new year, new thoughts: thanks for your wisdom, Maya Angelou

 
 

Are there some books that your kids just LOVE but that you really don’t?

A few in that category have made their way onto our shelves (who knows how that happened, it’s a mischief!) and my kids keep asking me to read them over and over again. I hold my nose and do it, but I truly feel like I’m wasting my breath and my time, and can’t see how I’m doing any good to anyone.

Well, this week, I read a quote by Maya Angelou that made me think. She said:

Any book that helps a child to form a habit of reading, to make reading one of his deep and continuing needs, is good for him.
— Maya Angelou

Thank you Ms Angelou, for sharing your wonderfulness and wisdom. I’m taking it on board and I’ve resolved to stop trying to smuggle those books out of the house and cringing as I read them for the 10th time in the one day (!).

Instead, I will embrace the joy of children who want me to read to them and be grateful, immensely grateful, that they are forming a habit of and a passion for reading.

Do you have a quote that has inspired you and helped with the everyday? I’d really love to hear about it.

after our marathon break—books about running to inspire, educate and entertain

after our marathon break—books about running to inspire, educate and entertain

Well that turned into a marathon break - the best laid plans and all that! (If you're reading this post in isolation, we took what turned into a way-too-long break from WTBA to get a few other things in order.) 

Speaking of marathons :), I’ve been reading Born to Run by Christopher McDougall. It’s witty and conversational in tone, fascinating and eye opening. Quite inspiring.

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imagining kindness, sharing, abundance, and equality

imagining kindness, sharing, abundance, and equality

ages 2 years to adult
In The Power and The Glory, Graham Greene wrote: “Hate is a lack of imagination.” Perhaps it follows that love is an abundance of imagination. There’s plenty of both to go around in the world just now, so I suppose the thing to do is notice imagination, encourage it, and let it build.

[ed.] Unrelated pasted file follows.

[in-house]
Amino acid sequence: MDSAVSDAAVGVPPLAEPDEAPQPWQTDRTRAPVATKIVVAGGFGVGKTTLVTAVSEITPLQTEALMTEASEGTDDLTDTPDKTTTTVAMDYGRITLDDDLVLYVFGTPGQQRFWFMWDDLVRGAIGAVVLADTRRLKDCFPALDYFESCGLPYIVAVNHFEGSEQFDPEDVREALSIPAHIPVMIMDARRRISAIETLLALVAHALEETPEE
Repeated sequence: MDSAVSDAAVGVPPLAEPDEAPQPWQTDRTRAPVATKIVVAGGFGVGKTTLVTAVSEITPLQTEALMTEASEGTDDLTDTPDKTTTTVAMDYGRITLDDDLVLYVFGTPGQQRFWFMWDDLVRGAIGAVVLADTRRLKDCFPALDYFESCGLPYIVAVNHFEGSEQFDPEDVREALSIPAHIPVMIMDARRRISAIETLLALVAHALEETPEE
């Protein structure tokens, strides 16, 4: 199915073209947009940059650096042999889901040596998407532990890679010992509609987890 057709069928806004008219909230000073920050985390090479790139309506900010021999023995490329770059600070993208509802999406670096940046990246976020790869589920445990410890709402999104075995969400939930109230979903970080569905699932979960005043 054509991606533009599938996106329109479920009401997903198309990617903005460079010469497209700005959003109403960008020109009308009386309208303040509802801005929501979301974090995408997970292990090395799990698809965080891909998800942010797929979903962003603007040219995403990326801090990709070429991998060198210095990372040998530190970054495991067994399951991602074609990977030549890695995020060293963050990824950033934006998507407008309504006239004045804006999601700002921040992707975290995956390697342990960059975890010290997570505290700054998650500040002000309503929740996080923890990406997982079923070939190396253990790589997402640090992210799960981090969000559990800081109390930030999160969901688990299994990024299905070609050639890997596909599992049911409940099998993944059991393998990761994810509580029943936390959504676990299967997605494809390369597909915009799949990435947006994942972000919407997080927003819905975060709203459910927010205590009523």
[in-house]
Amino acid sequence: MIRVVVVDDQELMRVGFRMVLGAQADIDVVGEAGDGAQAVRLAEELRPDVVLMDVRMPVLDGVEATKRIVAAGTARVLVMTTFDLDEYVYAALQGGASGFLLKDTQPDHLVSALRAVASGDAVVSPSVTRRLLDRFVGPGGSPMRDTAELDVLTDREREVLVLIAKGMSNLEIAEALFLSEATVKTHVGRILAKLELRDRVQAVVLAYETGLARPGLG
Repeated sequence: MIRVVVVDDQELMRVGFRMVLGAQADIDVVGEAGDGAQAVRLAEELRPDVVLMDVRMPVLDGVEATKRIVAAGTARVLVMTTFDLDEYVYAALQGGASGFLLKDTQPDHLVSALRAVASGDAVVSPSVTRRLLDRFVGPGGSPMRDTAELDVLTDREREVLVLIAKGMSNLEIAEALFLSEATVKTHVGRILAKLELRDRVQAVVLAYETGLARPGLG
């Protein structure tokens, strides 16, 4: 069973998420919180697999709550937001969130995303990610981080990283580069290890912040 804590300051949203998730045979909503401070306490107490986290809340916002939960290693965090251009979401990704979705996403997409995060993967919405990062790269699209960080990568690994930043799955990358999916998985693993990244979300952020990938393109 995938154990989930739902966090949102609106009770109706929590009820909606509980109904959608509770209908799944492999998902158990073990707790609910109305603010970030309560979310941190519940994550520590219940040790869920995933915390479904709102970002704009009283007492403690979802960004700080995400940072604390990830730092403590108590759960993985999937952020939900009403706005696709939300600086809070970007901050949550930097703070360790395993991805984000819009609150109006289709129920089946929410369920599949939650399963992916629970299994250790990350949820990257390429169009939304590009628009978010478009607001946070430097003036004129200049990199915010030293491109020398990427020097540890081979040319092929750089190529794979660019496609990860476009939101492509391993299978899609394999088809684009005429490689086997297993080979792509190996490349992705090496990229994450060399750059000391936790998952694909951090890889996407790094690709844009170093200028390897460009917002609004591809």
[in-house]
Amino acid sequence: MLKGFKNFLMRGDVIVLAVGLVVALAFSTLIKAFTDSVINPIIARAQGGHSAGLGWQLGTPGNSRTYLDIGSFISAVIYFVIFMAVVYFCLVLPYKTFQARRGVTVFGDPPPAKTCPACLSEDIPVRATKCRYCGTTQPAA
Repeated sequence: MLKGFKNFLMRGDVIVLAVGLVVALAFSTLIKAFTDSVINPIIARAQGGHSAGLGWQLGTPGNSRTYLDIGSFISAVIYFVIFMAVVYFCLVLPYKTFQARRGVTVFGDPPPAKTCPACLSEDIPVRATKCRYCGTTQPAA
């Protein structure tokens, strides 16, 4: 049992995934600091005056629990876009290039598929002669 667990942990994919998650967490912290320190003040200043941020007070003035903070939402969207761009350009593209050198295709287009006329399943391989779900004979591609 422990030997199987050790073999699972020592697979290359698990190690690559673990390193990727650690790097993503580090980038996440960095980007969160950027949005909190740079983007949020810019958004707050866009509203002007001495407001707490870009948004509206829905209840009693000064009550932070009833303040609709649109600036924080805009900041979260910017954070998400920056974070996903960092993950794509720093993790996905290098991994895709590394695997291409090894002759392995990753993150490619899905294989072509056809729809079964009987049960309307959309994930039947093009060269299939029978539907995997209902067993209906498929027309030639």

Sometimes we think of imagination as the stuff of fantasy worlds—The Lord of The Rings scaled down to everyday life, if you like. And that’s a wonderful way to imagine. But John Lennon’s Imagine reminds us that there’s more to imagination.

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Ada Lovelace's brilliant combination of imagination, maths and science — the first computer programmer

Ada Lovelace's brilliant combination of imagination, maths and science — the first computer programmer

ages 5 to 10 years
......... Ada is known as the first computer programmer as a result of a paper she published with Charles Babbage—he was the official author, but the footnotes were credited to her. Well, her initials were on them anyway: 'She was afraid her work wouldn’t be taken seriously if people knew it was written by a woman.'

Her life is captivatingly told, from her early years as a child fascinated with flying, to her marriage, her friendships 

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21 books that HRC quotes or recommends—an aspirational reading list

21 books that HRC quotes or recommends—an aspirational reading list

I read Clinton’s latest book because I really wanted to know. What happened?

I have a better understanding of the 2016 debacle of a US Presidential race now, but mostly I have an increased admiration for Clinton.

She’s eloquent and warm—the book feels like sitting down and listening to a friend talk about a pivotal time in her life, which also happened to be pivotal to world history. This is Clinton’s story from her perspective.

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in overcoming fears we become free to reach dreams about who we want to be

in overcoming fears we become free to reach dreams about who we want to be

ages 4 to 10 years
Chris Hadfield (astronaut, musician, author, celebrity crush for stem-loving women around the world) has said: "Every single thing that you learn really just gives you more comfort.”

He was talking about taking the opportunity to learn any skill, any idea, at any time—embracing the notion that knowledge is power and that with knowledge comes freedom. And one of the freedoms most everyone seeks for their children is freedom from fear, real or imagined. The Darkest Dark is about just that: overcoming fear. It's also a love story, a promise, an inspiration.

It's the story of a boy, his love for space, and how that love overcomes his deepest fear: fear of the dark.

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an empowering story of friendship, fairness and a vote for hope

an empowering story of friendship, fairness and a vote for hope

ages 6 to grownup
It seems almost dystopian that there was a time when Aboriginal people were not counted in the population statistics. And when the laws and powers that were held by each State government resulted in segregation and broad discrimination...

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